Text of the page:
When it comes to choosing a Medicare Supplement (Medigap) Insurance policy and determining how much it will cost you, there is no one-size-fits-all method. Although one company that offers a Policy A must offer the same benefits as another company’s Policy A, there is no requirement that the policies have to be priced the same.

There are no federal regulations controlling the costs, so insurance companies are free to price their Medicare Supplement policies however they choose. There are some factors for you to look for when comparing costs and deciding on a Medigap policy that works for you.

What are Medigap Costs Based On?

Monthly premiums for your Medigap Insurance depend on many different factors. Some of those are:

  • Your geographical location. For example, monthly premiums in California are generally significantly higher than monthly premiums in Texas.
  • Your age. The older you are when you first take out your policy, the higher your premium will be.
  • Your gender.
  • Whether you use tobacco.
  • The insurance company itself.
  • In some situations, your overall health.

How Do Medigap Insurers Determine the Premiums?

There are three ways that Medigap Plan premiums are priced.

  • Issue-Age-Related. This refers to the age you are at the time you first enroll in the Medigap plan. The younger you are when you first purchase your Medigap policy, the lower your premium will be. The premium will increase due to inflation, but not due to you growing older.
  • Attained-Age-Rated. Premiums depend on your current age and generally increase as you get older. Premiums may also increase due to inflation. The premium may be low when you first purchase the Medigap policy, but over your lifetime, these premiums will likely turn out to be the most expensive.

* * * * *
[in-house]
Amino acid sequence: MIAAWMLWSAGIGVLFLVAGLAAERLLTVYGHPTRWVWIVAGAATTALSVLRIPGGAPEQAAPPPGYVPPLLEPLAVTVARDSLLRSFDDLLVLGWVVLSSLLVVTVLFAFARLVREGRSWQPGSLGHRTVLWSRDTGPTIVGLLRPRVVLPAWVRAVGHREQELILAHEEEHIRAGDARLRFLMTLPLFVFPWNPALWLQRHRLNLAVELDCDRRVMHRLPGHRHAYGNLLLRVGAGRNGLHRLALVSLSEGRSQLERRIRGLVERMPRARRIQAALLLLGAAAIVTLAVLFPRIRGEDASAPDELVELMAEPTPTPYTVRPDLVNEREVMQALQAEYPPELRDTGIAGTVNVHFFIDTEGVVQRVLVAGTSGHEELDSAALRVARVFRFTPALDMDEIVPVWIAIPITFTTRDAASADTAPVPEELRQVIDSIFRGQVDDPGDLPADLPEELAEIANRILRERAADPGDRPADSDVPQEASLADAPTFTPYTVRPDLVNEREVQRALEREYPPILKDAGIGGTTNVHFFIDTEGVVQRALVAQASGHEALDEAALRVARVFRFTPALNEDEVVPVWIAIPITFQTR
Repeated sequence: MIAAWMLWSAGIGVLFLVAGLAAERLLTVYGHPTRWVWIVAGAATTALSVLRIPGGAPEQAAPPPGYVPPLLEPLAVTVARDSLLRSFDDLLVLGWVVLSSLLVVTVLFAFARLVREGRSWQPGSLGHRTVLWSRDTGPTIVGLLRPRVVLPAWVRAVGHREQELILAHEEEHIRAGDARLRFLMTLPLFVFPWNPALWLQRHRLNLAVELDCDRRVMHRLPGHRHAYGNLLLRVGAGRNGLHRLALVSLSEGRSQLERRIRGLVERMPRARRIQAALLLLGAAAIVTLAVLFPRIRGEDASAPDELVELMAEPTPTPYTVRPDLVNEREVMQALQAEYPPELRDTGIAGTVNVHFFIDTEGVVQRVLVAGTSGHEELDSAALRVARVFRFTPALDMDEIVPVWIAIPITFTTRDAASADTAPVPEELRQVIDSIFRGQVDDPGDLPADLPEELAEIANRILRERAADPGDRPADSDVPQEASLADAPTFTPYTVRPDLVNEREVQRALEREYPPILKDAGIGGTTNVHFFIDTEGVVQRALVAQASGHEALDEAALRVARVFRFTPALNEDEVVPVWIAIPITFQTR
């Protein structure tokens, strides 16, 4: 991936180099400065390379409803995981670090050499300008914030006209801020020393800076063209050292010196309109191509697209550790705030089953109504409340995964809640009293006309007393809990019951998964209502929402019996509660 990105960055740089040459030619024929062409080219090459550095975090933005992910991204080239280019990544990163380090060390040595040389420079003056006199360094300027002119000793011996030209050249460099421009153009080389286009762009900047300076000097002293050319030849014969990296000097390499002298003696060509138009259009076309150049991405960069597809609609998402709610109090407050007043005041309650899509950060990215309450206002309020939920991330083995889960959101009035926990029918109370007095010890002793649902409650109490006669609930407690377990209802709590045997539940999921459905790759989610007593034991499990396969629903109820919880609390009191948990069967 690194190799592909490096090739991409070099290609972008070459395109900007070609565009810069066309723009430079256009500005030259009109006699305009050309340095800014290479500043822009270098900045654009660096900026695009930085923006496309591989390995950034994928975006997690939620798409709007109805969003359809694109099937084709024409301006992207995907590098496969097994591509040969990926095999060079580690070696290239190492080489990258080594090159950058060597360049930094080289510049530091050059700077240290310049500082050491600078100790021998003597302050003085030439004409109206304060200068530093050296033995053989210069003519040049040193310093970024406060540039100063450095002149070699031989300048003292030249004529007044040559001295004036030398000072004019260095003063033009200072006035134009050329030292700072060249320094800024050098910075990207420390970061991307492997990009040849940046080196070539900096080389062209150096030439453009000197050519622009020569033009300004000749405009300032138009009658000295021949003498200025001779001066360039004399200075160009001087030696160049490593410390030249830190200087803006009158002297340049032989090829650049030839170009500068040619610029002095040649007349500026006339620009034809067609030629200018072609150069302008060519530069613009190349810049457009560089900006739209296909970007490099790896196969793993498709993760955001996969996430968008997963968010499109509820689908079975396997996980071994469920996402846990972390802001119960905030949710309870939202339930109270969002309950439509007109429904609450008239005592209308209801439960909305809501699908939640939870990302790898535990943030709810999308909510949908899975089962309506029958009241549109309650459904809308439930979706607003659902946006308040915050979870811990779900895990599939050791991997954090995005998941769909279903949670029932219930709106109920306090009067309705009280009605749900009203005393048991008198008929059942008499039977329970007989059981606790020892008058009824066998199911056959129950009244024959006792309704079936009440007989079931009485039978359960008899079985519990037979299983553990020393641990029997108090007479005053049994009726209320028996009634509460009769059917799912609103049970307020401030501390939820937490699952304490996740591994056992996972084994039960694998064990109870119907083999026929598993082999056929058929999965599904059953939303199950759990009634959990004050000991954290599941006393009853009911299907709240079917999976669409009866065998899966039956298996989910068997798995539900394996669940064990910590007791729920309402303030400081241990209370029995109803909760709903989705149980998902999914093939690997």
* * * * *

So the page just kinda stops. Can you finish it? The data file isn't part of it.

• Community-Rated. These are the same for everyone in a specific geographical location no matter what age they are. These premiums are generally the least expensive. They may increase due to inflation, but not because of your age.

What Should I Look for When Shopping for a Medigap Insurance?

Be careful when you shop for Medigap policies. The price for the exact same coverage often varies widely. The Medicare official website offers some helpful hints on how to find the best Medicare Supplement to meet your needs.

Compare the same type of policy: For example, if you are looking at a Plan G from one company, be sure to compare it with another company’s Plan G. Look carefully at the pricing. Although companies are required to offer the same benefits for Plan G, they are not required to offer you the same price.

Look for discounts:  Competitive insurance companies often offer discounts. There may be discounts for:

  • Women.
  • Non-smokers.
  • Married people.
  • For paying your premium by automatic withdrawal.
  • For paying your premium annually instead of monthly.
  • Discounts for multiple policies with the same company.

Whether it is guarantee issue or uses medical underwriting: If you have to undergo medical underwriting, you could be denied coverage if you have a pre-existing condition or medical problem for which the company does not want to cover you. If you are purchasing the policy during your initial Medicare Open Enrollment period, a Medigap policy is guarantee issue, which means the company cannot deny you coverage based on your medical history.

Medicare select policy: This limits you to certain providers within the insurance company’s network. These types of policies have a lower premium.

A high deductible option: This type of policy, for Plans F and G, requires you, in 2022, to pay the first $2,490 of deductibles, including copayments and coinsurance, that are not paid by Medicare before your Medigap policy will pay anything at all. Premiums are lower, but there is generally a separate annual premium if you want coverage for foreign travel.

Check benefits offered by all plans: Some plans offer a limit to out-of-pocket spending. Others offer cost-sharing plans, which means certain benefits may only be partially covered, and you agree to pay the rest of the costs yourself.


  1. Costs of Medigap Policies, Medicare.